January 16, 2006 6:00 PM PST
Microsoft hits subtract button on accounting package
The company said on Monday that it is offering a $100 instant discount as well as a year of free unlimited support to buyers of its Small Business Accounting 2006 software. With the discount and a mail-in rebate, the software package was offered for as low as $49 at CompUSA this past weekend.
Microsoft said that the pricing move was an effort to draw more attention to the product and not the result of weak sales.
"We're in this for the long haul," Microsoft Business unit President Jeff Raikes said in an interview. "We didn't expect to take a significant portion of the market overnight. We're taking the early momentum and building on it."
Introduced last September, Microsoft's Small Business Accounting 2006 is Microsoft challenge to several well-entrenched competitors, including Intuit's QuickBooks and Peachtree's set of accounting tools.
However, analysts say that Microsoft has yet to make much of a dent in the market. According to NPD, which tracks retail sales, Intuit's QuickBooks accounted for 93.7 percent of November retail sales, and Peachtree had 4.5 percent. Microsoft had just 1.3 percent of retail sales for the month.
"I think Intuit is probably breathing a sigh of relief," said NPD analyst Chris Swenson. However, he said he doesn't expect Microsoft to give up. "They tend to come out with a product, figure out where its weak and improve upon it.
Raikes said that sales have met expectations, but Microsoft did not give a specific sales figure. Microsoft expects the price cut and accompanying marketing to cost roughly $10 million, on top of the $100 million that the company has already spent developing and mareting the software.
"I think small businesses have historically shown that price offers get their attention," Raikes said.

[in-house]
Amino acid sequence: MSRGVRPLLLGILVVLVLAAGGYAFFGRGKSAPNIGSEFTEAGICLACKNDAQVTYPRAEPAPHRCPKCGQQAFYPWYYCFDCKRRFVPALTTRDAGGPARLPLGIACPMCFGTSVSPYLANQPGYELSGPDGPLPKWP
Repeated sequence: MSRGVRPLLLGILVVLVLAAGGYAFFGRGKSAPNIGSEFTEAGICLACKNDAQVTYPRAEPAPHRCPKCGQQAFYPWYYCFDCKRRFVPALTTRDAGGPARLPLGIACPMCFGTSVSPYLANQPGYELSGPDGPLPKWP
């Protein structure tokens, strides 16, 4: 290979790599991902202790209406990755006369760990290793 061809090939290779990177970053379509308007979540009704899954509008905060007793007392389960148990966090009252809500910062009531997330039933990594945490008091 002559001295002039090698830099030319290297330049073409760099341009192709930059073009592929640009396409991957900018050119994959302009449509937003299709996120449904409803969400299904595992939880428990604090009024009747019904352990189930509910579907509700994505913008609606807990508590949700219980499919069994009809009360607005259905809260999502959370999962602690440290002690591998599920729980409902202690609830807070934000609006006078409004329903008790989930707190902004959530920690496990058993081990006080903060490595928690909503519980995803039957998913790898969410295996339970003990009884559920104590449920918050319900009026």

Raikes said that Microsoft had expected most of its sales would come from small businesses that did not have accounting software, but instead has seen half of its sales are from existing QuickBooks customers.
Swenson said that Microsoft's software has not been particularly visible at retail stores, while QuickBooks typically occupies prime real estate.
"They put a lot into in-store marketing," he said.
But Microsoft may have to do more than cut prices and up its advertising budget, Swenson said. He noted that both Intuit and Peachtree offer versions of their products tailored at specific industries, such as construction or retail.
"To really increase their share going forward I really think they need to copy Peachtree and Intuit with a more vertical focus," he said.
The $100 instant savings is available through April 30 through retailers Best Buy, CompUSA, Office Depot, Staples and OfficeMax. Also, Dell is shipping the software, as well as a small business version of Office that includes the accounting software on some of its small business PCs, including Dimension and Optiplex desktops and Latitude notebooks.
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